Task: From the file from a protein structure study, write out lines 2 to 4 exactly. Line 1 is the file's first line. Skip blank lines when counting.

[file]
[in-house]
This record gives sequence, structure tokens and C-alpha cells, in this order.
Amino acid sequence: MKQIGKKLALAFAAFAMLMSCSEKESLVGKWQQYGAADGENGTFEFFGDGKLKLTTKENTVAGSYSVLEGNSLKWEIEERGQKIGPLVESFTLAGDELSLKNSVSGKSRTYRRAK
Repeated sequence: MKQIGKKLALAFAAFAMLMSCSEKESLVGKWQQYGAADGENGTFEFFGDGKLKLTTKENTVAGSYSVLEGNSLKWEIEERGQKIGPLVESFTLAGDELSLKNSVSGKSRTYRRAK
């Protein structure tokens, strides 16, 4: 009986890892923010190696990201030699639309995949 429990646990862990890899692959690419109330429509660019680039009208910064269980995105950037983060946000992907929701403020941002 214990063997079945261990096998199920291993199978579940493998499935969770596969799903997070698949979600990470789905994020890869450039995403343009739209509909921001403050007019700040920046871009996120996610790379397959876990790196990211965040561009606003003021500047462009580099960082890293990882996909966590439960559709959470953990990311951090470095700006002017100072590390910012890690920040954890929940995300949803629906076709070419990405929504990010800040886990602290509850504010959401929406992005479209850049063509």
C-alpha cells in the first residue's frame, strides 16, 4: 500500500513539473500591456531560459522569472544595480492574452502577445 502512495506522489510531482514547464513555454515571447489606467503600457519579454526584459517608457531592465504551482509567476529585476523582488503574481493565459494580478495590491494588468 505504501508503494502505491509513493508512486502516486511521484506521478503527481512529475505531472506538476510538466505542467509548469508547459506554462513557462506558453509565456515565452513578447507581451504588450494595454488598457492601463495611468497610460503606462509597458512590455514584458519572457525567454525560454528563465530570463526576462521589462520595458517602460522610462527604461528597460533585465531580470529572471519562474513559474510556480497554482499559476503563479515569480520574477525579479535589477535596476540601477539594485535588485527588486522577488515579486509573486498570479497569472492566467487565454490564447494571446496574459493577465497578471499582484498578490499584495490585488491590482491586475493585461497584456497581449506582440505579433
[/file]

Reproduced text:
This record gives sequence, structure tokens and C-alpha cells, in this order.
Amino acid sequence: MKQIGKKLALAFAAFAMLMSCSEKESLVGKWQQYGAADGENGTFEFFGDGKLKLTTKENTVAGSYSVLEGNSLKWEIEERGQKIGPLVESFTLAGDELSLKNSVSGKSRTYRRAK
Repeated sequence: MKQIGKKLALAFAAFAMLMSCSEKESLVGKWQQYGAADGENGTFEFFGDGKLKLTTKENTVAGSYSVLEGNSLKWEIEERGQKIGPLVESFTLAGDELSLKNSVSGKSRTYRRAK